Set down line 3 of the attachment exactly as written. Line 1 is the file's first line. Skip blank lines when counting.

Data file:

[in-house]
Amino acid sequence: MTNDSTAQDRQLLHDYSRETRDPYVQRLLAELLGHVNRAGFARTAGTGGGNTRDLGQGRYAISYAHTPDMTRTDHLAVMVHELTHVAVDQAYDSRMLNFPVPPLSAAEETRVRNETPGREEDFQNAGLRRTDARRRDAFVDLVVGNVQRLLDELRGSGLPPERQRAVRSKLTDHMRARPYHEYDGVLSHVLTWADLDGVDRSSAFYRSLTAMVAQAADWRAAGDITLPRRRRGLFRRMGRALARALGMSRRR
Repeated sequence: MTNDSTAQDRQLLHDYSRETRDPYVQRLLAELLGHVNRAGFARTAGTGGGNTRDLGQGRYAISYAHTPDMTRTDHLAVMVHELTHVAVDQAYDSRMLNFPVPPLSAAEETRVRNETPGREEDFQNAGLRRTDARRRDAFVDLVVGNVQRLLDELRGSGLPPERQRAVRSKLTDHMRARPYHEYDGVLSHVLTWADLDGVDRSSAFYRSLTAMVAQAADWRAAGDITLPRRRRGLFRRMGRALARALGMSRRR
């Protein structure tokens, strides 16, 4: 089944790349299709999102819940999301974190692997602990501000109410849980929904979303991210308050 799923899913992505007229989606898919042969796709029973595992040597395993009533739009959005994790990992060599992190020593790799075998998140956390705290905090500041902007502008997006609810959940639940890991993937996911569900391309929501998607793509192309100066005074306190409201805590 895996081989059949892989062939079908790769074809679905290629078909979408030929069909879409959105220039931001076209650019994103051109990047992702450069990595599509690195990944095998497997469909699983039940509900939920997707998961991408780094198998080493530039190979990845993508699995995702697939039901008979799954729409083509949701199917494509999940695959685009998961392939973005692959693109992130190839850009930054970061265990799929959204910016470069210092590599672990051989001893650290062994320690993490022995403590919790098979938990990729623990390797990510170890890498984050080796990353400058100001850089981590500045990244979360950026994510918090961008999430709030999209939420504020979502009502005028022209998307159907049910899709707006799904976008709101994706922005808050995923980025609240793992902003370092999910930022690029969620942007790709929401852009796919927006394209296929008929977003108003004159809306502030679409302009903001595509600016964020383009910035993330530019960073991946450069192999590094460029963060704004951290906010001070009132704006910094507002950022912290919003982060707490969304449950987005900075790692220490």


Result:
Repeated sequence: MTNDSTAQDRQLLHDYSRETRDPYVQRLLAELLGHVNRAGFARTAGTGGGNTRDLGQGRYAISYAHTPDMTRTDHLAVMVHELTHVAVDQAYDSRMLNFPVPPLSAAEETRVRNETPGREEDFQNAGLRRTDARRRDAFVDLVVGNVQRLLDELRGSGLPPERQRAVRSKLTDHMRARPYHEYDGVLSHVLTWADLDGVDRSSAFYRSLTAMVAQAADWRAAGDITLPRRRRGLFRRMGRALARALGMSRRR